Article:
Last week, I took a look at what we really knew for sure about the Reds young hitters. Today, I’m going to turn the lens of sample size to pitchers and see what we see.
Pitchers, as you probably know, are much harder to predict. If you want to know why, I know of no better way to explain than to tell that it takes 2,000 batters faced before a pitcher’s batting average on balls in play (BABIP) stabilizes. That’s about 2 1/2 years of injury-free pitching if your looking at a starter. So, on one level, we must acknowledge that we don’t know everything about any of the young guys yet. Even DeSclafani only has 1104 batters faced in his career so far.
Let’s start with Disco since he has a fair bit of experience. You can feel good about both his K-rate and BB-rate as he’s faced enough batters this year for those to both be stabilized. His HR rate is probably around his career-rate as well. If you really want to be encouraged, realize that his BABIP is a bit high and, since he hasn’t faced enough batters for it to stabilize, we should expect it to come down some over the next year or so. Disco, that is, seems to be for real.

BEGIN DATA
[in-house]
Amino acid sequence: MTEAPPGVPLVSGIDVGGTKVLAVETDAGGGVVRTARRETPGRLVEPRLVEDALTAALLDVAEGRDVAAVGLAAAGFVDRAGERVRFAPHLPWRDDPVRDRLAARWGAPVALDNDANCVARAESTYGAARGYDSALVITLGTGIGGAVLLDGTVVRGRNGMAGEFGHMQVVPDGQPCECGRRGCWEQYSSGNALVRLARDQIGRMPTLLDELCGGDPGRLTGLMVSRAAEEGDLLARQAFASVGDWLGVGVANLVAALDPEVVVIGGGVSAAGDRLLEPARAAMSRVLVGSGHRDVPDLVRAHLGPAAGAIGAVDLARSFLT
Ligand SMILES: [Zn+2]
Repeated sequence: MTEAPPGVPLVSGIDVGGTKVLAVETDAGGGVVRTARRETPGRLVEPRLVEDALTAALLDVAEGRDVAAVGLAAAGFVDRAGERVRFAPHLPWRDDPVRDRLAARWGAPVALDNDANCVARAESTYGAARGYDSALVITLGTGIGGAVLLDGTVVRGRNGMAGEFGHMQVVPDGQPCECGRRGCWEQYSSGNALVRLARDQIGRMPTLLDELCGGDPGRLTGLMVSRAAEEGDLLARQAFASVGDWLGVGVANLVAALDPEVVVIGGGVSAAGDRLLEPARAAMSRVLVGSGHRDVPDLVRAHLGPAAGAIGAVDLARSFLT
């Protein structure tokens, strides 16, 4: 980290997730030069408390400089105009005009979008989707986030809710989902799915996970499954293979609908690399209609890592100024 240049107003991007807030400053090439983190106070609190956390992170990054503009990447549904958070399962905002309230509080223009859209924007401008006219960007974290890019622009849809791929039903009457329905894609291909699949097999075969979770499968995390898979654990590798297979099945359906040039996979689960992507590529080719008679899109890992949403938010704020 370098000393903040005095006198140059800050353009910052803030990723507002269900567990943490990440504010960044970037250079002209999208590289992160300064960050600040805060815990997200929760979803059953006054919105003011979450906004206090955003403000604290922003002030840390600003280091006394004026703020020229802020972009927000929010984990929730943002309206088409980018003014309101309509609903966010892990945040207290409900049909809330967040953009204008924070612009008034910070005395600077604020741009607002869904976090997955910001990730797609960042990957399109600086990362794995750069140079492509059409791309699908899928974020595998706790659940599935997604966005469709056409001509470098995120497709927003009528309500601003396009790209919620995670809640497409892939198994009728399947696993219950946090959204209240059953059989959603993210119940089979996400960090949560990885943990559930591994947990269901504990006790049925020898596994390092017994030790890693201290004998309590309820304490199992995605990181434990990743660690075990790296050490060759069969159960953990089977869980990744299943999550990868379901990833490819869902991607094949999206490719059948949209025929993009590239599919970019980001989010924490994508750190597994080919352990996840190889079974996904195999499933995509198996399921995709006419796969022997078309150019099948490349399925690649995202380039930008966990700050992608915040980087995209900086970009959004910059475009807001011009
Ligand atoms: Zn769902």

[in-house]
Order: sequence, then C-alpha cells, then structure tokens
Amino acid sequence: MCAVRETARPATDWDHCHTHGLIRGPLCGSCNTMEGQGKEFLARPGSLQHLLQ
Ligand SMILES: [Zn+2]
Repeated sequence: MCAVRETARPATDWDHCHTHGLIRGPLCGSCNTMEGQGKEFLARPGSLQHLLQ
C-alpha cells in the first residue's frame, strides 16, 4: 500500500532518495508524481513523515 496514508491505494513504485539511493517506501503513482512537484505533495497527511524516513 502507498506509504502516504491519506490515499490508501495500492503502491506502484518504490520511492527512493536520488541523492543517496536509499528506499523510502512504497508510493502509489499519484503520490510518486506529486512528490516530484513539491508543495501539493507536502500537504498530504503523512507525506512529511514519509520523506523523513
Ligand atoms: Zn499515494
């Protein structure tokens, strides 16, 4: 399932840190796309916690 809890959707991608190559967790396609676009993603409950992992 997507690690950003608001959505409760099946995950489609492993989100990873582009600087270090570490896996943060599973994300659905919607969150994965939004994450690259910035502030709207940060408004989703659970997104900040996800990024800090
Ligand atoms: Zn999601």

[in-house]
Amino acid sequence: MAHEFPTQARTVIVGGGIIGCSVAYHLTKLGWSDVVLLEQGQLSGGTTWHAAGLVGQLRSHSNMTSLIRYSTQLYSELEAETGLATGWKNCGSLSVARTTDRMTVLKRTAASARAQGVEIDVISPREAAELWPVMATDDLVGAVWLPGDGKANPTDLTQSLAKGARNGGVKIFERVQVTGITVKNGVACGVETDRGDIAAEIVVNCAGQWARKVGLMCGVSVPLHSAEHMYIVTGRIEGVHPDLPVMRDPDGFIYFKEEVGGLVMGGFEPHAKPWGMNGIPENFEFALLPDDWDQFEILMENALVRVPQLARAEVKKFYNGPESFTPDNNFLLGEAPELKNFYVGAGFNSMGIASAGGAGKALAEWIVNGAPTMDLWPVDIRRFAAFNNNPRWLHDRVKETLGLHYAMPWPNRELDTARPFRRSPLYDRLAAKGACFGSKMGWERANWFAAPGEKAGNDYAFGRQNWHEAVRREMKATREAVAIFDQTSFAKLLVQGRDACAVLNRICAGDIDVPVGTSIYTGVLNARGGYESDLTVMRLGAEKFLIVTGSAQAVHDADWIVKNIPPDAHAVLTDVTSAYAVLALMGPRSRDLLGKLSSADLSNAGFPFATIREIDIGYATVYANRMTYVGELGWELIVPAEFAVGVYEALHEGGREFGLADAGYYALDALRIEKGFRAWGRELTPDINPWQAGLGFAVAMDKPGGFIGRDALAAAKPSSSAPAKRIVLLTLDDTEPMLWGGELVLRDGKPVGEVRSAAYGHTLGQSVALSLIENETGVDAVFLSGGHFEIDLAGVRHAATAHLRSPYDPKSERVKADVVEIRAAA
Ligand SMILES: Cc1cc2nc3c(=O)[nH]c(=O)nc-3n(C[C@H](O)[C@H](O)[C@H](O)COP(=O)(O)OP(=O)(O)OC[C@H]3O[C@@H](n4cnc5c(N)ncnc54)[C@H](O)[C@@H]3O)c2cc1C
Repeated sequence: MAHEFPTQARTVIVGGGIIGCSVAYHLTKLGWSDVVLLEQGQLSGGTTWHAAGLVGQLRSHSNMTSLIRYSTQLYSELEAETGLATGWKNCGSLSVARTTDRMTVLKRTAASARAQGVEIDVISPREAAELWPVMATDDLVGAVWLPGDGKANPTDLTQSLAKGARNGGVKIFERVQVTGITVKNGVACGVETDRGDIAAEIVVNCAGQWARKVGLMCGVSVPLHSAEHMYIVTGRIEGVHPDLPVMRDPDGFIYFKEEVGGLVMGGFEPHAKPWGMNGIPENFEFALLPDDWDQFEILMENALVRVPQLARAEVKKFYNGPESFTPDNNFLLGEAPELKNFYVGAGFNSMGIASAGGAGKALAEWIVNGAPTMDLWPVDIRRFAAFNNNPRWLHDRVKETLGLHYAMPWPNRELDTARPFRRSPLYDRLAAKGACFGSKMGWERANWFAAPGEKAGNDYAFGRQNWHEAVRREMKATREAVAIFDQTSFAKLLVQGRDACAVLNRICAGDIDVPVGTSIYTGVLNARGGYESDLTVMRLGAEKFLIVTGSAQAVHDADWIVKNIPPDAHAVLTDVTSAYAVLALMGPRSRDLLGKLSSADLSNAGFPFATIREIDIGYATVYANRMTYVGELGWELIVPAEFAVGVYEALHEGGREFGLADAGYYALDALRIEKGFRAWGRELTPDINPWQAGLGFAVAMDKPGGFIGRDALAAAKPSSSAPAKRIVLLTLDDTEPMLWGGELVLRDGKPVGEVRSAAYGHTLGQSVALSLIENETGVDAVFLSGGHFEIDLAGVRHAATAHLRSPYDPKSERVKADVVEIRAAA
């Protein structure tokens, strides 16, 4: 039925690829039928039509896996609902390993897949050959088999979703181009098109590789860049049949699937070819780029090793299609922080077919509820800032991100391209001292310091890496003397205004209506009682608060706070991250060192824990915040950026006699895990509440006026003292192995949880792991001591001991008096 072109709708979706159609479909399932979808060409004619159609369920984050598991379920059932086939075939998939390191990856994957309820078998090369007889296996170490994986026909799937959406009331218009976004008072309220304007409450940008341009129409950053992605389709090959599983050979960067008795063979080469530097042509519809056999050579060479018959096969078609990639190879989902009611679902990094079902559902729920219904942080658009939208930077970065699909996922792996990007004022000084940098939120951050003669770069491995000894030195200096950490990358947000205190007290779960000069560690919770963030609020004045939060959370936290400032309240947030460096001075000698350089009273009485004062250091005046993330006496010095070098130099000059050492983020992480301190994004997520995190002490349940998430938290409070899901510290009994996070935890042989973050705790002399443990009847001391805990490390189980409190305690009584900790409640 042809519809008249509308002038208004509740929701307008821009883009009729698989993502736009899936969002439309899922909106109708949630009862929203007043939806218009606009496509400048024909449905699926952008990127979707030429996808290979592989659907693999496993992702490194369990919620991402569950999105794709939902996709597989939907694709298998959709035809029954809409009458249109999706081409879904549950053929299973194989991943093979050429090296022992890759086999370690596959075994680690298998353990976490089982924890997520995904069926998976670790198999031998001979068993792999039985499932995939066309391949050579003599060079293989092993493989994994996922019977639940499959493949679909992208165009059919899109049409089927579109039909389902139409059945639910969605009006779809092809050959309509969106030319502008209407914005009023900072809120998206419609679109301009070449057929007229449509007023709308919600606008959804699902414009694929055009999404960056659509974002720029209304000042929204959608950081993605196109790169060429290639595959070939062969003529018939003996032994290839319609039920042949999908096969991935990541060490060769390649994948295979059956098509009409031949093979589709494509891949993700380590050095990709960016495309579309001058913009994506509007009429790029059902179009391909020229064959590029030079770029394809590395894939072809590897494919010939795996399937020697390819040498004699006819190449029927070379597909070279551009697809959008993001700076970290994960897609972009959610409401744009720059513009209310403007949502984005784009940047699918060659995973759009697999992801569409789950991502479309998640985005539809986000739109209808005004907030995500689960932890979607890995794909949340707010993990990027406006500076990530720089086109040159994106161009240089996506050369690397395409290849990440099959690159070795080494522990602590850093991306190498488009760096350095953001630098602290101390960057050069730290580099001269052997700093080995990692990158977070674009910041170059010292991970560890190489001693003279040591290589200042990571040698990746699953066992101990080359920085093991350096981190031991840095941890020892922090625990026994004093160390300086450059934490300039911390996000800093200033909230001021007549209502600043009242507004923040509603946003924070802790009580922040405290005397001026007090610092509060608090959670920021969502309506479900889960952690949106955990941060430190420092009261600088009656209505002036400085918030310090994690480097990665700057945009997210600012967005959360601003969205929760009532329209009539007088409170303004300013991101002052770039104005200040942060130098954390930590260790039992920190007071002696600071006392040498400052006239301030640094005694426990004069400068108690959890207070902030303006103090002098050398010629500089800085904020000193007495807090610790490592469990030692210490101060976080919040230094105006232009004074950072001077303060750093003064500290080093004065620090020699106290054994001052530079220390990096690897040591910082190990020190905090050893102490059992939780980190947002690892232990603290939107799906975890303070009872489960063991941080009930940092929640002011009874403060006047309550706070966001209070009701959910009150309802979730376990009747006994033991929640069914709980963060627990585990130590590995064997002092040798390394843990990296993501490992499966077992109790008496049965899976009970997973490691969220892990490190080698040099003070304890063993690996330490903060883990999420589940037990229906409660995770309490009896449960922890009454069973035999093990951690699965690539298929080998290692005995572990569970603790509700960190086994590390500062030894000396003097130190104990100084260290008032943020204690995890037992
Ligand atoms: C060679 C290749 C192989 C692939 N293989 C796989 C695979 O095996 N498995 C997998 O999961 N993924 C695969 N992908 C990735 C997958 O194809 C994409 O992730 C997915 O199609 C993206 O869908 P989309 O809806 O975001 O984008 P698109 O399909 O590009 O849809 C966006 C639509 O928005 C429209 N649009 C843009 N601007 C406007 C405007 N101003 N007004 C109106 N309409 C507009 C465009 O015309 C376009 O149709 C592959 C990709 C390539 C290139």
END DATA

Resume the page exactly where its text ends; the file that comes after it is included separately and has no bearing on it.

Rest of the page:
Dan Straily has been ERA lucky this year and the samples on his peripherals (except for BABIP) are all big enough to tell you that he shouldn’t be counted on as an ongoing part of the rotation.
Brandon Finnegan is next up and we should maybe be a little discouraged. His K and BB-rates are both heading int he wrong direction this year. He is, however, only 23 and we should expect further adjustments to be made.
And that’s it.
It feels silly to write such a short article, but among pitchers who have a shot at being part of the future these are the only ones who have enough innings for us to say anything at all useful. Pitchers are weird and you almost never know what you’re going to get.